A comparison of stereo-videos and visual census methods for assessing subtropical rocky reef fish assemblage

Fernanda A. Rolim, Pedro F.C. Rodrigues, Tim Langlois, Leonardo M. Neves, Otto B.F. Gadig

Research output: Contribution to journalArticlepeer-review

2 Citations (Scopus)


Visual census conducted by divers has remained the most common method for obtaining quantitative data on reef fish assemblages since it was first applied in the 1950s. More recently, stereo-video systems are increasingly becoming popular as a sampling method to complement underwater visual counts. Understanding which method is more suitable to estimate fish assemblage metrics for particular objectives and hypotheses is important to design effective studies. Here, we compared rocky reef fish assemblage characteristics sampled by diver-based stationary point count and transect visual census, as well as back and forth diver-operated stereo-video systems (stereo-DOVs) and baited remote underwater stereo-video systems (stereo-BRUVs) in a coastal island in Southwestern Atlantic. Diver-based methods sampled a higher richness and abundance of fishery non-target species closely associated with the reef, as well as cryptobenthic small-bodied species. Conversely, stereo-BRUVs’ samples focused more on larger and mobile carnivorous fishery target species of the families Carangidae and Lutjanidae. The stereo-DOV recorded higher species richness compared to other methods and required less sample effort in the field. Limitations faced by the four methods were discussed; however, the higher sampling efficiency of the adapted back and forth stereo-DOVs, combined with the diverse advantages of video techniques, such as permanent record of data and decreased interobserver variability for species identification and estimates of body size, indicates stereo-DOVs as a highly efficient method to assess the entire fish assemblage, across feeding guilds and commercially important species. In addition, when combined with a remote technique, such as stereo-BRUVs, both of these methods efficiently capture estimates of diversity metrics as well as body size information especially for fishery target species in rocky reefs.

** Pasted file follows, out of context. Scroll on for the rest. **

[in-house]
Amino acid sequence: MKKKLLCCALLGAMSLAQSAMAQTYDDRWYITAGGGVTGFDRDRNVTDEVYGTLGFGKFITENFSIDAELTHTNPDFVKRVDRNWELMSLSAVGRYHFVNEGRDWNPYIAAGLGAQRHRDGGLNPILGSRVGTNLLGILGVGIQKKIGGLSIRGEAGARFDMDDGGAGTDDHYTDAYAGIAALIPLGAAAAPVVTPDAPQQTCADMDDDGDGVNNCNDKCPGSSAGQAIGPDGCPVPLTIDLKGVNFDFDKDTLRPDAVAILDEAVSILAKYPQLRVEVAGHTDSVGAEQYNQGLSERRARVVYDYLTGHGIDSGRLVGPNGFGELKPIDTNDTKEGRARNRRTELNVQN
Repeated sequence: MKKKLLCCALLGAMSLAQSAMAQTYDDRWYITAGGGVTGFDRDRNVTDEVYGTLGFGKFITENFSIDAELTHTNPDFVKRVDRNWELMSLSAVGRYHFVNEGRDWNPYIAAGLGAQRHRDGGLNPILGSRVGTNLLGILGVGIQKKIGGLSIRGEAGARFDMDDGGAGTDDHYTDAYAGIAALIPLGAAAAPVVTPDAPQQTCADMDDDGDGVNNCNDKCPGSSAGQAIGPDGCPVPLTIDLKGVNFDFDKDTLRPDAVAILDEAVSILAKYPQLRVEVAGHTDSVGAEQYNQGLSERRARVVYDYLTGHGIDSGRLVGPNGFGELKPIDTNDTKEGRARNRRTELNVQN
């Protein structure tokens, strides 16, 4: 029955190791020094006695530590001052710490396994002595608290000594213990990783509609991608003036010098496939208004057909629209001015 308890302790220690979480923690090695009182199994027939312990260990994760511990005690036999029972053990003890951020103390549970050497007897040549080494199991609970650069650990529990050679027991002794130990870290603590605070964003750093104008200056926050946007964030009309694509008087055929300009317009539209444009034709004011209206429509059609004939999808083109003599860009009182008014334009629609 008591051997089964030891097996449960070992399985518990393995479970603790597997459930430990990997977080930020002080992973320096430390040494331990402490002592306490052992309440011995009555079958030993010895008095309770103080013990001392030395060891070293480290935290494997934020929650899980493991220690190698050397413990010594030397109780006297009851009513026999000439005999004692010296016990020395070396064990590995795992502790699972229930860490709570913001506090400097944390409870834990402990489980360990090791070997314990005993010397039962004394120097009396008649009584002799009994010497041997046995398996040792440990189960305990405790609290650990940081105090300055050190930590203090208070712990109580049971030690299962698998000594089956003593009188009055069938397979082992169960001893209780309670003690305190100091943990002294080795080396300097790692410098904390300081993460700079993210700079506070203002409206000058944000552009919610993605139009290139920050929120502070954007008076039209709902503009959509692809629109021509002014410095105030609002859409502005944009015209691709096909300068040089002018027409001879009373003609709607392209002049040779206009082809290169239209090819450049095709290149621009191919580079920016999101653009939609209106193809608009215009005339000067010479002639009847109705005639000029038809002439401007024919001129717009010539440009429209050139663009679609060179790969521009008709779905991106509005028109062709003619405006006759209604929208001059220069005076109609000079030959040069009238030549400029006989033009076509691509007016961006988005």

Original languageEnglish
Pages (from-to)413-429
Number of pages17
JournalEnvironmental Biology of Fishes
Issue number3
Publication statusPublished - 19 Mar 2022


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